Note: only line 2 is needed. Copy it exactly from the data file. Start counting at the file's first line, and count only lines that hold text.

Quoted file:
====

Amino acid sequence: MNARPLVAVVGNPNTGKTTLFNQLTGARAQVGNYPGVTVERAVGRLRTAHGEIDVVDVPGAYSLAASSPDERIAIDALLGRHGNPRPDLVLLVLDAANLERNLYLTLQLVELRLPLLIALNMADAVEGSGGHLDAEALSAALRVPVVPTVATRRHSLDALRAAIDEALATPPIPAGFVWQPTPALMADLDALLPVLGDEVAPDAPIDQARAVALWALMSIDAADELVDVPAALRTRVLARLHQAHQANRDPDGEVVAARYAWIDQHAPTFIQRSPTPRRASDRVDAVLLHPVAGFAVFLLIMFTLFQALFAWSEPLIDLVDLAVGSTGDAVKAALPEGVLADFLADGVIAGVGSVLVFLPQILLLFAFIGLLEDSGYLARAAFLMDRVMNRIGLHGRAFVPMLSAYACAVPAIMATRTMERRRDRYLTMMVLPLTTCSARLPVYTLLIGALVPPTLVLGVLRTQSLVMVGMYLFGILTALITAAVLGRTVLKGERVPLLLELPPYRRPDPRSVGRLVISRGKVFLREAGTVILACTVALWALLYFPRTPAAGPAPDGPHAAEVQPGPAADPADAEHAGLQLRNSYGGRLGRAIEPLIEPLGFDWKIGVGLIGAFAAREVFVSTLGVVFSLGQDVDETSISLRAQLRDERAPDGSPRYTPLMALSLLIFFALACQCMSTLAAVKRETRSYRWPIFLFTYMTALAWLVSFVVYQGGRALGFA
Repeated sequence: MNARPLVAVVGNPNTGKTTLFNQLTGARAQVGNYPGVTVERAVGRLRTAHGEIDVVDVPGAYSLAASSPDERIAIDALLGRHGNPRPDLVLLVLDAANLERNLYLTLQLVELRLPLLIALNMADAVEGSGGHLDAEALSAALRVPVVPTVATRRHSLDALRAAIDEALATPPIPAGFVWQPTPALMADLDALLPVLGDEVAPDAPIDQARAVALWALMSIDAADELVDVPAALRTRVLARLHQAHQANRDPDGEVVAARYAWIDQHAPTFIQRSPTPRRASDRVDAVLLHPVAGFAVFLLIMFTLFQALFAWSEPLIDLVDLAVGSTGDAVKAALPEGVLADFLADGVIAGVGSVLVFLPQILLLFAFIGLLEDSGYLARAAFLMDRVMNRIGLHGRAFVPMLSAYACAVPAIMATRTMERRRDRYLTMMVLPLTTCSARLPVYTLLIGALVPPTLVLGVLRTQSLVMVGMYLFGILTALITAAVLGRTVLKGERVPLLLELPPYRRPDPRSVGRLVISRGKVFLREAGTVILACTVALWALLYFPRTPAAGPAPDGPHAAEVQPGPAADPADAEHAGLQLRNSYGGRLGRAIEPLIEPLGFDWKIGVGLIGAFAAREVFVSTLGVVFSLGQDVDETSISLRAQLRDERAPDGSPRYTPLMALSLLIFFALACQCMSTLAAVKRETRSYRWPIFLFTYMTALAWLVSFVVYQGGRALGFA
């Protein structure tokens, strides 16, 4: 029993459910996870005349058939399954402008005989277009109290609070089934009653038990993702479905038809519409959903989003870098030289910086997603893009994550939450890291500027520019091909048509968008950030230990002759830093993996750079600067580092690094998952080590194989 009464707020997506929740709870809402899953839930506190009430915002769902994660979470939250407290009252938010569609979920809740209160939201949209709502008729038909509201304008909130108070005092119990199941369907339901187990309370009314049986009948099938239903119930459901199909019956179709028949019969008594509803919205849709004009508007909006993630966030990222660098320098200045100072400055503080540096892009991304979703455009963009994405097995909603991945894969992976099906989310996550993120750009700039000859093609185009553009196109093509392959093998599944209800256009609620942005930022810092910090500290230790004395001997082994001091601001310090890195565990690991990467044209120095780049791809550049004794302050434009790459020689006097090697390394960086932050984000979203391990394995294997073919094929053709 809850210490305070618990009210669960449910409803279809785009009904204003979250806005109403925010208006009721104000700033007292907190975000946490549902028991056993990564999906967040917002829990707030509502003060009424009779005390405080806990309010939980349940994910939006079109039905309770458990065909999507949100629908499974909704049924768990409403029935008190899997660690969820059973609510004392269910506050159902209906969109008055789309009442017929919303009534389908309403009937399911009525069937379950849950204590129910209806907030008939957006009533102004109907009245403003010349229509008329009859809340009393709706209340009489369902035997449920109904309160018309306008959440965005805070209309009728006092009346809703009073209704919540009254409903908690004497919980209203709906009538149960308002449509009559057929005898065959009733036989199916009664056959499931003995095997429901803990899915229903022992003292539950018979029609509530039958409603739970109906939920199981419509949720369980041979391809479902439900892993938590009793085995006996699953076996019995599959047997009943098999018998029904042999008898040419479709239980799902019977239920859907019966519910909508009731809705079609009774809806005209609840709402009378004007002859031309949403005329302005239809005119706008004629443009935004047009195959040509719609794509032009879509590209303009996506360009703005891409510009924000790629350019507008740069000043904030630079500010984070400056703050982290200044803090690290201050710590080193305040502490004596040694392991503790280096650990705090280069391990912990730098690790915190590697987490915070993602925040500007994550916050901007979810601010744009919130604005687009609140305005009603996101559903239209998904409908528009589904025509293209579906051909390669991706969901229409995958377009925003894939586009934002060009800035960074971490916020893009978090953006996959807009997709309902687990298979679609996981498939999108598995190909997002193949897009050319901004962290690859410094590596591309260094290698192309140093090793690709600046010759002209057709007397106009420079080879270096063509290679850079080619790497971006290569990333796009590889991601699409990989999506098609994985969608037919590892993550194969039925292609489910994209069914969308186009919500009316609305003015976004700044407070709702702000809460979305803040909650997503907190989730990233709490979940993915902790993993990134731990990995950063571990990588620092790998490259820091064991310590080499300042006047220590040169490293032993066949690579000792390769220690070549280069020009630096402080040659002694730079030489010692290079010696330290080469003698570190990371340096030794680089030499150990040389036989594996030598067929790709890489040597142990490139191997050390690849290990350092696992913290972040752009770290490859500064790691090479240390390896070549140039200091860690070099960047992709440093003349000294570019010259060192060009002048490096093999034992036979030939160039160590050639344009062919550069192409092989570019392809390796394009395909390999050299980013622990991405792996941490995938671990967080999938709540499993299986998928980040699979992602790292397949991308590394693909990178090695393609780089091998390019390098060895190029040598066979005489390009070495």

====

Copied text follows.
Repeated sequence: MNARPLVAVVGNPNTGKTTLFNQLTGARAQVGNYPGVTVERAVGRLRTAHGEIDVVDVPGAYSLAASSPDERIAIDALLGRHGNPRPDLVLLVLDAANLERNLYLTLQLVELRLPLLIALNMADAVEGSGGHLDAEALSAALRVPVVPTVATRRHSLDALRAAIDEALATPPIPAGFVWQPTPALMADLDALLPVLGDEVAPDAPIDQARAVALWALMSIDAADELVDVPAALRTRVLARLHQAHQANRDPDGEVVAARYAWIDQHAPTFIQRSPTPRRASDRVDAVLLHPVAGFAVFLLIMFTLFQALFAWSEPLIDLVDLAVGSTGDAVKAALPEGVLADFLADGVIAGVGSVLVFLPQILLLFAFIGLLEDSGYLARAAFLMDRVMNRIGLHGRAFVPMLSAYACAVPAIMATRTMERRRDRYLTMMVLPLTTCSARLPVYTLLIGALVPPTLVLGVLRTQSLVMVGMYLFGILTALITAAVLGRTVLKGERVPLLLELPPYRRPDPRSVGRLVISRGKVFLREAGTVILACTVALWALLYFPRTPAAGPAPDGPHAAEVQPGPAADPADAEHAGLQLRNSYGGRLGRAIEPLIEPLGFDWKIGVGLIGAFAAREVFVSTLGVVFSLGQDVDETSISLRAQLRDERAPDGSPRYTPLMALSLLIFFALACQCMSTLAAVKRETRSYRWPIFLFTYMTALAWLVSFVVYQGGRALGFA